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The health & environmental effects of household cleaning products (Guest Post by Radhika C)

This article is a guest post written by Radhika Chandorkar, in a series done in Collaboration with in-yūgen,  a sustainable lifestyle platform that helps you find ways to improve your environmental impact. Visit her website & Instagram page linked at the bottom of the article to stay updated on the current happenings in the world environment news, & how you can do your bit.

"The long checklist of household cleaning products we use today – laundry detergents, floor cleaners, dish detergents, surface cleaners and so on – are all designed for a world that prizes a spotless home. So much so that researchers have suggested that 'modern obsession with cleanliness' may be partly why we're seeing an increase in asthma allergies and conditions such as hay fever.

In all fairness, though, no one wants to be surprised with an unexpected bug on their toothbrush or chunky remnants of a past meal on their plate. For the most part, wanting our homes to be reasonably clean and hygienic is harmless. It's what we're using to accomplish this that isn't.

Many of our regular household cleaning products are composed of ingredients that, ironically, can be harmful to our health. They contain toxic chemicals that have been associated with (and, oftentimes, clinically found to lead to) health risks like allergies, lung problems and cancer. They're also damaging to the environment, effectively harming us all in another form that just takes a little more time to manifest in our day to day.

 

Rather than alarming us, knowing this can be empowering in its own way - it urges us to take a look at the household products we use and ask ourselves if there's scope to do better for both ourselves (and our families) and the world around us.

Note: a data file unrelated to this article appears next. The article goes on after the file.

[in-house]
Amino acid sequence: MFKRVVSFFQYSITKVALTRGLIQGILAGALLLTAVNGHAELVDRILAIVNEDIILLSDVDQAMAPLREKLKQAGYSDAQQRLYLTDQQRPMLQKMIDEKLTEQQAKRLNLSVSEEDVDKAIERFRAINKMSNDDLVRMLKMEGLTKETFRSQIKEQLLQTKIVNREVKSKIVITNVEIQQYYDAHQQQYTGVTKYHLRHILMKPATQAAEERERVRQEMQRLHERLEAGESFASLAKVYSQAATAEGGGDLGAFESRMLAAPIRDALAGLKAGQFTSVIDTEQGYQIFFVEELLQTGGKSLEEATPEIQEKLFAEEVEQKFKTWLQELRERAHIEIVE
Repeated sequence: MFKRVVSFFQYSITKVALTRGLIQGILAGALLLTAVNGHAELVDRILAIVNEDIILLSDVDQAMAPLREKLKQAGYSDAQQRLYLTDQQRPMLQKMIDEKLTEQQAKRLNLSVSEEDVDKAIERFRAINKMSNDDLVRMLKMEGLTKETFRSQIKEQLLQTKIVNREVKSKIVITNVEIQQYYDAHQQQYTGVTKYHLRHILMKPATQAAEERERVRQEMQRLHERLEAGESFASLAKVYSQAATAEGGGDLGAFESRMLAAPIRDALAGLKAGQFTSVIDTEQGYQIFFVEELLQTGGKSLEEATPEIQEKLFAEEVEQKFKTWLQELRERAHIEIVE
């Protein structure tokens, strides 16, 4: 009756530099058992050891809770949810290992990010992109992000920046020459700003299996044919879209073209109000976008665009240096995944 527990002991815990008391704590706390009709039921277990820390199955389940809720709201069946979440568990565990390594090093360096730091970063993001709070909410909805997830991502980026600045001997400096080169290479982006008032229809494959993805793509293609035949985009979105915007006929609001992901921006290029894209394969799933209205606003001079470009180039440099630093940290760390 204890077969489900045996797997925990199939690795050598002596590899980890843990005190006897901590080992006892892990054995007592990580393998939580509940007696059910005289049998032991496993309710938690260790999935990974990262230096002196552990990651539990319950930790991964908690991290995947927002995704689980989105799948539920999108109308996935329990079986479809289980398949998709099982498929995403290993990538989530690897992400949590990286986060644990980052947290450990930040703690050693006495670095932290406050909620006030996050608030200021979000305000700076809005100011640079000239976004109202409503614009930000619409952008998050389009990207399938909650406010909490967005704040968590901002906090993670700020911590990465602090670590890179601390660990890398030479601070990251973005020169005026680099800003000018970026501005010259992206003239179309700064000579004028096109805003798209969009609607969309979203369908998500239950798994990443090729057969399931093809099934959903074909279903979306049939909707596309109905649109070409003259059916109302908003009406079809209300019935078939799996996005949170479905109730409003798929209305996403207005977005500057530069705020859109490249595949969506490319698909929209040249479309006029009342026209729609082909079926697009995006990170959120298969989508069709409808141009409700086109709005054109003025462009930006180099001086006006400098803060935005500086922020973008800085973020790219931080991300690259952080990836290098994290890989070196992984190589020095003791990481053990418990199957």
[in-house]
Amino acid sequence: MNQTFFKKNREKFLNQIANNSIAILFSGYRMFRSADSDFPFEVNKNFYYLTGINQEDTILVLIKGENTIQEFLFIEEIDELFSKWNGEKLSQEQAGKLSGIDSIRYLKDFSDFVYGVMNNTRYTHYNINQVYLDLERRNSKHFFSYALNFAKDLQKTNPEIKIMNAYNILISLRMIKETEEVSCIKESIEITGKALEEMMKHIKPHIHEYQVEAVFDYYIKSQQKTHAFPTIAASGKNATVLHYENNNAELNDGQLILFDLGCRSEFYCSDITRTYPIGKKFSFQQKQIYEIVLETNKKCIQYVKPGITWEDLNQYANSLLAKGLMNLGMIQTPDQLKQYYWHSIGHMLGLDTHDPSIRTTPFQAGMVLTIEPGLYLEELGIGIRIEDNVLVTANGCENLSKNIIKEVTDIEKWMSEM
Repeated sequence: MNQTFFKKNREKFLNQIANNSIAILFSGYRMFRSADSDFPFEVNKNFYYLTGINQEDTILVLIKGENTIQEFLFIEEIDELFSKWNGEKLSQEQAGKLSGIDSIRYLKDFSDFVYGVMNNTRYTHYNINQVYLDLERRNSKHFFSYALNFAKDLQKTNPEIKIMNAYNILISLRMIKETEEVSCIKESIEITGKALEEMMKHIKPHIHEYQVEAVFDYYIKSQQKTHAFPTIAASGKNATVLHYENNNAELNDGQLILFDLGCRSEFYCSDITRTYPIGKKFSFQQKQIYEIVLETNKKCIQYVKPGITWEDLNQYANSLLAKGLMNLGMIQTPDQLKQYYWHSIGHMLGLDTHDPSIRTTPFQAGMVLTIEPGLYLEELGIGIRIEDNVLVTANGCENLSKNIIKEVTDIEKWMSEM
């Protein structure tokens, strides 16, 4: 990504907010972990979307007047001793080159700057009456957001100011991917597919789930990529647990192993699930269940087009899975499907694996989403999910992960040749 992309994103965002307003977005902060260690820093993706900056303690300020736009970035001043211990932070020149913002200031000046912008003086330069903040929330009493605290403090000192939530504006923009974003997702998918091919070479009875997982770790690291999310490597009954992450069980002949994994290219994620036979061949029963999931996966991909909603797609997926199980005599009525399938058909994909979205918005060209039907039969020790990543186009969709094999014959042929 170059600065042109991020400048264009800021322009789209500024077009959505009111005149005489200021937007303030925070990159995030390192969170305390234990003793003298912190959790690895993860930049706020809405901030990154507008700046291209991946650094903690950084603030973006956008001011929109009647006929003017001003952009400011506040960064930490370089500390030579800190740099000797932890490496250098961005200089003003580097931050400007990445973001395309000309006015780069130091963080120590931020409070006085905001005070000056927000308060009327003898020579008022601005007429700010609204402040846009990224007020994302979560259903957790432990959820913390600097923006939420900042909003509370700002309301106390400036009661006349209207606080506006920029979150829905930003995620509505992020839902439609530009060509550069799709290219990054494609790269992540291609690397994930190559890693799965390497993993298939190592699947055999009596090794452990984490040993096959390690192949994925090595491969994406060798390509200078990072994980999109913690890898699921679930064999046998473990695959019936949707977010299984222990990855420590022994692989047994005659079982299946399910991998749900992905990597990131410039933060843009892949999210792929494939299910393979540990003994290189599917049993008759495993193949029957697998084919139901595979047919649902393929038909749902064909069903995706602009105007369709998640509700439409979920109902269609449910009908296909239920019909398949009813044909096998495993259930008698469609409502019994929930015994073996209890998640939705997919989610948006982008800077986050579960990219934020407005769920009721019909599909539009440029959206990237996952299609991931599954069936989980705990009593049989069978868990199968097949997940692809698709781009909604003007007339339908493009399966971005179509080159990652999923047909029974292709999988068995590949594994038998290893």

In that vein, here's what to make sure you're not letting into your homes and why:

 

1,4-dioxane

  • Found in: all-purpose cleaners and liquid dishwashing soap.
  • Health effects: short-term exposure can cause irritation in the eyes, nose and throat. The EPA (Environmental Protection Agency) has established it as a probable carcinogen in the case of long-term exposure.
  • Environmental effects: can be potentially damaging when released to water or soil, and can damage crops and material.
  • Identifiable on product labels as: polyethylene glycol (PEG), polyethylene, polyoxyethylene, or oxynol-.

 

Sources:

https://www.ncbi.nlm.nih.gov/books/NBK153666/, http://apps.sepa.org.uk/SPRIPA/Pages/SubstanceInformation.aspx?pid=45

 

Quats (quaternary ammonium compounds)

  • Found in: dishwashing liquids, hand soaps, window cleaners, “all-purpose” cleaners, floor products, disinfectant sprays and wipes, air fresheners, and other cleaning products that advertise anti-microbial activity.
  • Health effects: contact dermatitis (skin dryness, rashes, etc.) through allergic reactions and direct contact, eye injuries, irritation of nose and throat, asthma.
  • Environmental effects: toxic to many aquatic organisms like fish, algae and microorganisms.
  • Identifiable on product labels as: benzalkonium chloride, benzethonium chloride, alkyl dimethyl benzyl ammonium chlorides, alkyl dimethyl benzyl ammonium chloride, alkyl dimethyl ethylbenzyl ammonium chloride, alkyl dimethyl ethylbenzyl ammonium chlorides, didecyldimethylammonium chloride and dioctyldimethylammonium chloride.

 

Sources:

https://med.nyu.edu/pophealth/sites/default/files/pophealth/QACs%20Info%20for%20Physicians_18.pdf

https://www.semanticscholar.org/paper/Quaternary-ammonium-compounds-(QACs)%3A-a-review-on-Zhang-Cui/c42c50392fffbec6e5cbcf650996c0624eb8b6fe

https://www.womensvoices.org/safe-cleaning-products/disinfectant-overkill-focus-on-quats/

 

Chlorine bleach

  • Can be found in: household cleaners and bleach products.
  • Health effects: respiratory problems (like coughing, difficulty breathing), throat swelling/pain, nausea, low blood pressure, eye problems (like blurry vision, irritation and vision loss in extreme cases), skin damage.
  • Environmental effects: when released into local water bodies, chlorine forms into 'persistent organic pollutants', which take many years to disappear. By-products from chlorine bleach also harm local wildlife populations and can cause mutations, sterility and even extinction in wildlife species. Airborne chlorine bleach by-products are even linked to the depletion of the Earth's ozone layer.